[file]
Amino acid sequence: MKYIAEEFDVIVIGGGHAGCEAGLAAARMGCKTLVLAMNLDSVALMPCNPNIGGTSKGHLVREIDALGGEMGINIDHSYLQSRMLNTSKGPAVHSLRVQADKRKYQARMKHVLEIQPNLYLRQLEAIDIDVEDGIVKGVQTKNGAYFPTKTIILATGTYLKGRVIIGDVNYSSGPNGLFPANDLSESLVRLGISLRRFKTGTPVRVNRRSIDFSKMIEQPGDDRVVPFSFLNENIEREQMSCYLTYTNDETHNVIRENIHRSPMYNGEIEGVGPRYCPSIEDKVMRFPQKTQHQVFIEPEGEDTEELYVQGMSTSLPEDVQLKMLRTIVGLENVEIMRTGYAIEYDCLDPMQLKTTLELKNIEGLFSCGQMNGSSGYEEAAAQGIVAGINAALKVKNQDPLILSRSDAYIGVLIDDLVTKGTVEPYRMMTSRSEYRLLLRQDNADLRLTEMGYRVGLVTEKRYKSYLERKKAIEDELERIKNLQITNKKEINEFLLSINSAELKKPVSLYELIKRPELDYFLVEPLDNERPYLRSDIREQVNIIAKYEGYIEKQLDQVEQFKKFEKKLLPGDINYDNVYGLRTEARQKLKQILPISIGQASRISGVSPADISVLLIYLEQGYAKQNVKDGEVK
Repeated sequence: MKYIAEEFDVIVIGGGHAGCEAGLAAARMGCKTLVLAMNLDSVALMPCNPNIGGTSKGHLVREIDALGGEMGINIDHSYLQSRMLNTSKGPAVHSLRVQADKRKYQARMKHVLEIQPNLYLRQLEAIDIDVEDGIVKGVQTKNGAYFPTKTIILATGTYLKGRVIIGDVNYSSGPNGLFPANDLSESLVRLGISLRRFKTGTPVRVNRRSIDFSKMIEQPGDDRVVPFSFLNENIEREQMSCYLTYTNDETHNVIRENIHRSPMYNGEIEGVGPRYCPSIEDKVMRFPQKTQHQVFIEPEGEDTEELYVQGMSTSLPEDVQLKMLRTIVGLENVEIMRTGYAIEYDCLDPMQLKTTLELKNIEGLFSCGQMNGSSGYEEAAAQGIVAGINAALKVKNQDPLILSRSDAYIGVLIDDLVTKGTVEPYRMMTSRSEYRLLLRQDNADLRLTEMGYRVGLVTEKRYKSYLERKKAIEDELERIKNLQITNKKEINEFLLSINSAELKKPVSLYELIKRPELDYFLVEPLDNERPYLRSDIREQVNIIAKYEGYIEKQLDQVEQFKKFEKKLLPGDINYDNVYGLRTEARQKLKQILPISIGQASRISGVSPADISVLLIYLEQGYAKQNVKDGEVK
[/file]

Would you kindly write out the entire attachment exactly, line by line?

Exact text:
Amino acid sequence: MKYIAEEFDVIVIGGGHAGCEAGLAAARMGCKTLVLAMNLDSVALMPCNPNIGGTSKGHLVREIDALGGEMGINIDHSYLQSRMLNTSKGPAVHSLRVQADKRKYQARMKHVLEIQPNLYLRQLEAIDIDVEDGIVKGVQTKNGAYFPTKTIILATGTYLKGRVIIGDVNYSSGPNGLFPANDLSESLVRLGISLRRFKTGTPVRVNRRSIDFSKMIEQPGDDRVVPFSFLNENIEREQMSCYLTYTNDETHNVIRENIHRSPMYNGEIEGVGPRYCPSIEDKVMRFPQKTQHQVFIEPEGEDTEELYVQGMSTSLPEDVQLKMLRTIVGLENVEIMRTGYAIEYDCLDPMQLKTTLELKNIEGLFSCGQMNGSSGYEEAAAQGIVAGINAALKVKNQDPLILSRSDAYIGVLIDDLVTKGTVEPYRMMTSRSEYRLLLRQDNADLRLTEMGYRVGLVTEKRYKSYLERKKAIEDELERIKNLQITNKKEINEFLLSINSAELKKPVSLYELIKRPELDYFLVEPLDNERPYLRSDIREQVNIIAKYEGYIEKQLDQVEQFKKFEKKLLPGDINYDNVYGLRTEARQKLKQILPISIGQASRISGVSPADISVLLIYLEQGYAKQNVKDGEVK
Repeated sequence: MKYIAEEFDVIVIGGGHAGCEAGLAAARMGCKTLVLAMNLDSVALMPCNPNIGGTSKGHLVREIDALGGEMGINIDHSYLQSRMLNTSKGPAVHSLRVQADKRKYQARMKHVLEIQPNLYLRQLEAIDIDVEDGIVKGVQTKNGAYFPTKTIILATGTYLKGRVIIGDVNYSSGPNGLFPANDLSESLVRLGISLRRFKTGTPVRVNRRSIDFSKMIEQPGDDRVVPFSFLNENIEREQMSCYLTYTNDETHNVIRENIHRSPMYNGEIEGVGPRYCPSIEDKVMRFPQKTQHQVFIEPEGEDTEELYVQGMSTSLPEDVQLKMLRTIVGLENVEIMRTGYAIEYDCLDPMQLKTTLELKNIEGLFSCGQMNGSSGYEEAAAQGIVAGINAALKVKNQDPLILSRSDAYIGVLIDDLVTKGTVEPYRMMTSRSEYRLLLRQDNADLRLTEMGYRVGLVTEKRYKSYLERKKAIEDELERIKNLQITNKKEINEFLLSINSAELKKPVSLYELIKRPELDYFLVEPLDNERPYLRSDIREQVNIIAKYEGYIEKQLDQVEQFKKFEKKLLPGDINYDNVYGLRTEARQKLKQILPISIGQASRISGVSPADISVLLIYLEQGYAKQNVKDGEVK